ALL ABOUT SWISS
Hole-y moley! It's easy to identify the iconic Swiss with its distinctive look, buttery smoothness, and slightly nutty flavor. Swiss cheese is a cow's milk cheese made with a mixture of bacteria. How does it get its distinctive look? As the bacteria break down the lactic acid in the cheese, they generate carbon dioxide, creating bubbles in the cheese as it ages, forming holes in the cheese. The longer the cheese ages, the bigger the holes and the more intricate the flavor gets. This rindless delicacy will be a hit on any cheeseboard, your favorite sandwich, or a tasty dash to a dish.
How Swiss is Made
Swiss cheese is made like many kinds of cheese that you love. Raw cow's milk is heated to 90°F. Once heated, lactic acid bacteria and rennet are stirred into the milk, thickening or curdling the milk. Then a cheese harp is used to cut the curds into tiny cubes. As the mix is heated, the bacteria grow, producing carbon dioxide. The heat is increased to 120°F, and the milk continues to be stirred. Cheesecloth is used to move the heated curds into a mold. The cheese is then put into a brine bath. This process removes lactose and adds flavor. Then the cheese is stored, so the aging process or the "affinage" begins. Aging transforms the texture and intensifies the flavor. Traditional Swiss is usually ready to eat after four months.
There are two types of Swiss Cheese: Baby Swiss and Traditional Swiss. Both Swiss and Baby Swiss is delicious, but there are some distinct differences between the two. Swiss Cheese originates in Switzerland, while Baby Swiss is an American creation. The difference is the time it takes to age and where they are made.
Baby Swiss only ages for about a month, while traditional Swiss cheese ages two months to many years. Because of that, Baby Swiss is creamy, nutty, and great for melting. Baby Swiss is also produced in smaller wheels and has a more consistent texture with smaller holes.
History and Origin
For many, Swiss Cheese was synonymous with Switzerland. Though cheese is an essential part of Swiss culture, the history of cheese, particularly Swiss Cheese, and its significance in Switzerland remains unclear.
According to history, as early as 1300, a cheese similar to modern Swiss was produced in Emmental. However, in the 1800s the first cheese dairies came into existence. The first factory for the industrial production of cheese opened in Switzerland in 1815, but large-scale production first found real success in the United States. Jesse Williams, a dairy farmer from Rome, New York, started making cheese in an assembly-line fashion using the milk from neighboring farms in 1851.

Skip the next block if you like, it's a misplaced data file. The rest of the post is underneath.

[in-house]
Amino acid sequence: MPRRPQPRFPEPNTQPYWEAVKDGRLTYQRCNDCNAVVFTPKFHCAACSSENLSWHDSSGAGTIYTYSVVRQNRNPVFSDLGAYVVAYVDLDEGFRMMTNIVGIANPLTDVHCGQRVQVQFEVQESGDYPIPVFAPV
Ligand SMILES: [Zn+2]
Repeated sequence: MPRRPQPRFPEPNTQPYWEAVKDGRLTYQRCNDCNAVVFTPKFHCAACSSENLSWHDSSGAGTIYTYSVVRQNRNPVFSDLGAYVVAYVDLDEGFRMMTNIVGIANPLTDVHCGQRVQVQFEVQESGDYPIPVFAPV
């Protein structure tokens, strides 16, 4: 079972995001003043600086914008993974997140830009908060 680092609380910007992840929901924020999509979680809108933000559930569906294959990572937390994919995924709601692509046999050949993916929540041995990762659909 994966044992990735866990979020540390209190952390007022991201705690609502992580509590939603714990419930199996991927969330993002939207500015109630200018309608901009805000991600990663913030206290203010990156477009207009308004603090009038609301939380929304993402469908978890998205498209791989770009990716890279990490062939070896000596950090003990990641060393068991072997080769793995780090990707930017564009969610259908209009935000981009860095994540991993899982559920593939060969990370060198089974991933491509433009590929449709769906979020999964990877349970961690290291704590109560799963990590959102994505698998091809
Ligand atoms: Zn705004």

The 1860s saw the beginnings of mass-produced rennet, and by the turn of the century, scientists were producing pure microbial cultures. Before then, bacteria in cheesemaking had come from the environment or from recycling an earlier batch's whey. Pure cultures mean that more standardized cheese could be produced. Factory-made cheese overtook traditional cheesemaking in the World War II era, and factories have been the source of most cheese in America and Europe ever since.
The traditional way to eat Swiss cheese is with fresh fruit and chutney. It has less salt than other cheeses, so it pairs perfectly with pretzels, salted nuts, and cured meats, like saucisson sec or prosciutto. Since it has excellent melting properties, it is ideal for fondues, soufflés, quiches, burgers, or omelets.
Drinks that pair well with Swiss cheese include rich and malty beer, like a doppelbock or amber ale; a crisp, dry white; a Gewürztraminer or a Riesling adds a refreshing flavor combo. Sweeter spirits balance the nuttiness of the cheese.
Turkey Sloppy Joes Gelson's (gelsons.com)
The Cheesy Sunny Side Up Croissant with Jarlsberg®
- Frutiger, Martin. (2017) “History of Cheese in Switzerland.” Retrieved May 19, 2022
- Great British Chefs. (2020). “Comte: The Ultimate Cheese for Cooking.” Retrieved May 19, 2022.
- McMahon, Mary. (2022). "What is Baby Swiss Cheese?” Retrieved May 19, 2022.
- Proudly Cheese Wisconsin. “The Cheese Lover’s Guide To Swiss Cheese.” Retrieved May 19, 2022.